Campers are advised to have sturdy four-season tents. Being wind-resistant and waterproof are the most important features when it comes to tents in Iceland. Make sure to bring extra pegs and poles as well. For your sleeping bag, we recommend the comfort temperature rating be at 0ºC (32ºF) in summer. To properly isolate yourself from the cold ground, you’ll need a good inflatable sleeping mat.

Packing List

If you’re hiking in colder areas, the four crucial bases to cover are waterproof, windproof, good insulation, and breathable attire. Your base layer should be breathable so that sweat doesn’t cool your body. Insulation is important to stay warm. Waterproof and windproof shells are important to protect your clothing and your body from the elements. 

Use waterproof bags inside your backpack to put clothes and your sleeping bag in. This will keep them dry even if you lose your balance while crossing a river and fall in.  

Clothing

  • Long-sleeve layers (wool or breathable synthetic – no cotton) 
  • Fleece, down or wool layers 
  • Waterproof outer layers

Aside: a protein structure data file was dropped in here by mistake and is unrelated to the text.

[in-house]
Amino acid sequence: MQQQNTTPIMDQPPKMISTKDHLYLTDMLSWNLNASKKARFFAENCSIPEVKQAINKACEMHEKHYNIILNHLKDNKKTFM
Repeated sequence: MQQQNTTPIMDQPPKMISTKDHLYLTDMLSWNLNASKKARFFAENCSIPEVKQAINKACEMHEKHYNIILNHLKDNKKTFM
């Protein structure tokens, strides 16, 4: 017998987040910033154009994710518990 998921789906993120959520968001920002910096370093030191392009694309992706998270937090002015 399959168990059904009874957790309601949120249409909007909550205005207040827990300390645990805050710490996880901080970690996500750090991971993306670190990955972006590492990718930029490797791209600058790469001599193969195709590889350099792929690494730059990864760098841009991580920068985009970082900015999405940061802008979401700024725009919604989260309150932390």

• Wool socks
  • Waterproof hiking boots 
  • Gloves or mittens 
  • Hat 
  • River crossing shoes 
  • Thermal pajamas
  • Swimsuit

Equipment

  • Backpack (30-75 L)

  • Hiking poles 

  • Sunglasses 

  • Reusable water bottle 

  • Gaiters 

  • Towel 

  • Camping kitchen set 

  • First aid kit 

  • Personal location beacon 

  • Compass, map, and GPS with extra batteries 

  • Multi-season tent with extra pegs and guylines 

  • Mattress  

  • Down sleeping bag

For more packing tips check out our blog on what to wear in Iceland and our guide to the best hiking boots. 

Join Our Hikes

Iceland is a hiker’s paradise. Anywhere you go in the country, you’ll find spectacular landscapes and truly beautiful hiking spots. With some planning, you are sure to find a hike that is perfect for you. 

If you are uncertain of your abilities or if you don’t have much time to put into planning, we strongly advise you to join one of our guided hikes. Our highly experienced local guides will keep you safe and assure that you have the best possible experience on your hike. Join a group of like-minded hikers and explore Iceland’s breathtaking nature with us!